Identification of potential P. falciparum transketolase inhibitors: pharmacophore design, in silico screening and docking studies


Transketolase, the most critical enzyme of the non-oxidative branch of the pentose phosphate pathway, has been reported as a novel target in Plasmodium falciparum as it has least homology with the human host. Homology model of P. falciparum transketolase (PfTk) was constructed using the crystal structure of S. cervisiae transketolase as a template, and used for the identification and prioritization of potential compounds targeted against Plasmodium falciparum transketolase. The docking studies with fructose-6-phosphate and thiamine pyrophosphate showed that His31, Asp473, Ser388, Arg361 and His465 formed hydrogen bonds with fructose-6-phosphate while pyrimidine ring of coenzyme interacted with conserved residues of protein viz., Leu121, Glu415, Gly119. The major interacting residues involved in binding of oxythiamine pyrophosphate were similar to cofactor binding site of PfTk. An integrated pharmacophore, co-factor ThDP and substrate fructose-6-pho- sphate, based virtual screening of a small mo- lecule database retrieved eight and thirteen compounds respectively. When screened for their activity against P. falciparum transketolase, one compound in case of ThDP and three compounds in case of fructose-6-phosphate based screening were found active against PfTk. Identification of these novel and chemically diverse inhibitors provides initial leads for optimization of more potent and efficacious drug candidates to treat malarial infection.

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Joshi, S. , Singh, A. , Saqib, U. , Misra, P. , Siddiqi, M. and Saxena, J. (2010) Identification of potential P. falciparum transketolase inhibitors: pharmacophore design, in silico screening and docking studies. Journal of Biophysical Chemistry, 1, 96-104. doi: 10.4236/jbpc.2010.12012.


The thiamine diphosphate (ThDP) dependent enzyme transketolase (Tk; D-sedoheptulose-7-phosphate: D-glyceraldehyde-3-phosphate glycolaldehydetransferase, EC catalyzes the cleavage of a carbon-carbon bond adjacent to a carbonyl group in keto sugars and transfers a ketol moiety to aldosugar. Transketolase is the most critical enzyme of the non-oxidative branch of the pentose phosphate pathway (PPP) which provides ribose molecule, an essential metabolite in nucleic acid production. In addition, the ribose necessary for the abnormal proliferation of tumor cells is provided via the nonoxidative branch of the pentose phosphate pathway [1]. Transketolase plays a key role in tumor cell proliferation, neurodegenerative diseases, diabetes and cancer [1-3]. The inhibitors of transketolase are also used in the treatment of cancer [4].

The mechanism of action of transketolase has been mediated by its cofactor thiamine pyrophosphate (ThDP), which is coordinated to divalent metal ions [5,6]. However, drugs targeting the active site of transketolase, by acting as cofactor analogs, have poor activity and low selectivity over other thiamine dependent enzymes such as pyruvate dehydrogenase. Oxythiamine [7] or thiamine thiazolone diphosphate [8] are typical examples of this kind of inhibitor and thus they do not have any pharmacological application.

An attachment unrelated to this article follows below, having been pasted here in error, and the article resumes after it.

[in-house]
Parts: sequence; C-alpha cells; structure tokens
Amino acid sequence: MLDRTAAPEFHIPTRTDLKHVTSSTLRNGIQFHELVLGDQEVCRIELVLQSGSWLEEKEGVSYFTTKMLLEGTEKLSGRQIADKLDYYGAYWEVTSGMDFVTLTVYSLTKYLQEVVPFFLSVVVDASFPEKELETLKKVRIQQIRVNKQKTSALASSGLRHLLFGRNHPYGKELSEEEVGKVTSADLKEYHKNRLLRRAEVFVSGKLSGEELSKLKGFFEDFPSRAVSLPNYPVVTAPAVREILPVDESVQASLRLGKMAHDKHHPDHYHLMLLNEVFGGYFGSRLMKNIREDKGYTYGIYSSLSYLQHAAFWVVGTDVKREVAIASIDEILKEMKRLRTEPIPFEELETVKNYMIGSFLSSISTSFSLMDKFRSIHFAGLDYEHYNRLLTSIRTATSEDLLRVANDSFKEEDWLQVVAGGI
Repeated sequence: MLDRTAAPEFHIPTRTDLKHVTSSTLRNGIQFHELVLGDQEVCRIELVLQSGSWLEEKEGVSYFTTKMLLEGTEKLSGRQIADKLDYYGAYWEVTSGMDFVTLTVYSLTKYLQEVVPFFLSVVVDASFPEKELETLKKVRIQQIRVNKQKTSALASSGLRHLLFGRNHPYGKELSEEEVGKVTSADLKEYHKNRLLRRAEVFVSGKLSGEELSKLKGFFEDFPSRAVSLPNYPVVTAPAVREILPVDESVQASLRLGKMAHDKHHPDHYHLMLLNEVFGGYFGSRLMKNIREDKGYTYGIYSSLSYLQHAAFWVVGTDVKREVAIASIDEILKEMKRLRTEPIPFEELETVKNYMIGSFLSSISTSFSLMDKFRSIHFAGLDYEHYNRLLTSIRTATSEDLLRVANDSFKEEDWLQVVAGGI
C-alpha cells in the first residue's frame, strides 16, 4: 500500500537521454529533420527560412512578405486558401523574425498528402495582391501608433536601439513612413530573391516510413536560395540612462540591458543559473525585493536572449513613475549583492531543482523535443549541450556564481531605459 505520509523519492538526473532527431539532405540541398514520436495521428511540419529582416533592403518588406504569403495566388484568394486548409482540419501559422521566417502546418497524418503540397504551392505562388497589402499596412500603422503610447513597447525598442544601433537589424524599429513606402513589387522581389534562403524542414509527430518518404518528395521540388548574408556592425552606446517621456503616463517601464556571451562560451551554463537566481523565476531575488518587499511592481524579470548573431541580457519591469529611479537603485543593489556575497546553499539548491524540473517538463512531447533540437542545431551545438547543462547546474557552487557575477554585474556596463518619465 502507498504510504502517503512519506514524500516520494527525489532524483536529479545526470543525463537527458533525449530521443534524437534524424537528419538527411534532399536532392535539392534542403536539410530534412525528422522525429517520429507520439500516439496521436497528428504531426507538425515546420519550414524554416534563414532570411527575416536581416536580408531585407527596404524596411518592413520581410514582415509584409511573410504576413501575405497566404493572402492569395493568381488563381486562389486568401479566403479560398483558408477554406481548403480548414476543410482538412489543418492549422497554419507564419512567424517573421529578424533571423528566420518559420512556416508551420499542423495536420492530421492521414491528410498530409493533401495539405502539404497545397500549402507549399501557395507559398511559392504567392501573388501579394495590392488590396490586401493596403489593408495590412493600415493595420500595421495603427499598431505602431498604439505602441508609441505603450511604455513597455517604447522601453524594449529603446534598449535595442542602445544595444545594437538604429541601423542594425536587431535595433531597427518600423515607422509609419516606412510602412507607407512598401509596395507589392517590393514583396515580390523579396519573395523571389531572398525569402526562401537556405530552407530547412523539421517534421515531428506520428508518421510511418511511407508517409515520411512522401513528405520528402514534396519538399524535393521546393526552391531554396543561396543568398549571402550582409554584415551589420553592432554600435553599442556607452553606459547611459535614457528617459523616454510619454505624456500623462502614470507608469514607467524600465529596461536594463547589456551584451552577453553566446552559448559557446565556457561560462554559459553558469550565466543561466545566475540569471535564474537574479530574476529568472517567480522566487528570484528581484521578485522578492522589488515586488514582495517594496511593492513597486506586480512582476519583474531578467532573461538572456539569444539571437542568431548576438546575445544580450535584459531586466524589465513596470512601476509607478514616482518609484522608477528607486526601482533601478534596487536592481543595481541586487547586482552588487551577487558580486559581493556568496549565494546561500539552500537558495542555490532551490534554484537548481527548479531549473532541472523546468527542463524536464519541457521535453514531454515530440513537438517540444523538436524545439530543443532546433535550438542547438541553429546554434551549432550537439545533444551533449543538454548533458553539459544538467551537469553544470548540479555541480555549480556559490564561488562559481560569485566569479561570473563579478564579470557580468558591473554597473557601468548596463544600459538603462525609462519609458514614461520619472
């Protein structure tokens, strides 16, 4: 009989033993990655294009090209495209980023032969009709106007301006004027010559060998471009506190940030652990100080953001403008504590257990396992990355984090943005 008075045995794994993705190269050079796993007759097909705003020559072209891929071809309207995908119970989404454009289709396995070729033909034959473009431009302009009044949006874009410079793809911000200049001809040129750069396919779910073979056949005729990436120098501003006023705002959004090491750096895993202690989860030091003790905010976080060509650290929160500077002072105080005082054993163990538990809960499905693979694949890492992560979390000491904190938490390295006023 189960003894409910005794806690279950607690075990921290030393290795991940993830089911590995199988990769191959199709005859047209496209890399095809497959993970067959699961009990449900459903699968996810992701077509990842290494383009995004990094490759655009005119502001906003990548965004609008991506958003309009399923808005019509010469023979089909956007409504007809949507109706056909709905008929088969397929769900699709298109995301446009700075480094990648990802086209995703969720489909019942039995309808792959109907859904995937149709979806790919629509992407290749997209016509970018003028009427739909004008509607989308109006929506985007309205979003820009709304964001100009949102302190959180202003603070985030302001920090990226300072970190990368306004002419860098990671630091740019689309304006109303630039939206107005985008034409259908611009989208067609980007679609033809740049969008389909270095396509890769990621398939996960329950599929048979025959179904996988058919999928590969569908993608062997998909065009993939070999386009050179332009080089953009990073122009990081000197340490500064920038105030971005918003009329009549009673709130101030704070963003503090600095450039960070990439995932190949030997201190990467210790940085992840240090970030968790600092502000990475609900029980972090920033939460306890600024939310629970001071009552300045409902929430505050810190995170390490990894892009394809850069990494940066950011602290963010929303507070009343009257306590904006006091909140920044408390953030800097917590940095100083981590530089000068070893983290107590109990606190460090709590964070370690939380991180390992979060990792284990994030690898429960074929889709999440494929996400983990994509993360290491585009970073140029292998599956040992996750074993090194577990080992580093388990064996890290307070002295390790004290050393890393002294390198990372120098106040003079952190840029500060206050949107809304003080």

A lot of work has been devoted on the yeast (Saccharomyces cerevisiae), Escherichia coli and maize transketolases and their structures have been solved by X-ray diffraction [9-13] revealing important aspects of the functional flexibility, metabolic profile and substrate binding. The homodimeric yeast transketolase is composed of three distinct domains: the N-terminal, middle and C-terminal domains [10,11]. Recently, Cristian et al. [14] reported the homology model of human transketolase and proposed that five critical sites containing arginines contribute to dimer stability.

However, scant attention has been focused on the Plasmodium falciparum transketolase protein. This enzyme in P. falciparum is a novel drug target as it shows least homology with the human host. Recently we have cloned, expressed and characterized transketolase from P. falciparum [15]. We have also identified two potent inhibitors of PfTk, i.e., p-hydroxyphenyl pyruvate and oxythiamine pyrophosphate, which have shown good in-vivo anti-malarial activity against the rodent malarial parasite P. yoelii (unpublished data). In this regard, it would be useful to determine the structure of P. falciparum transketolase in order to conduct further research into structure-based drug design. In our previous studies, we have proposed the model of P. falciparum transketolase, using the 3D structure of the yeast variant as a template and then performing a homology modelling which is subsequently refined through molecular dynamic simulations [15]. In the present study, this homology model of PfTk was used to study the binding properties of cofactor, substrate and inhibitors by docking these ligands in the cofactor and substrate binding sites of PfTk model. The information obtained on optimization of binding of substrate and cofactor was utilized in pharmacophore search of CDRI’s 3D compound database to identify a new compound with similar geometry.


2.1. Construction of P. falciparum Transketolase Homodimer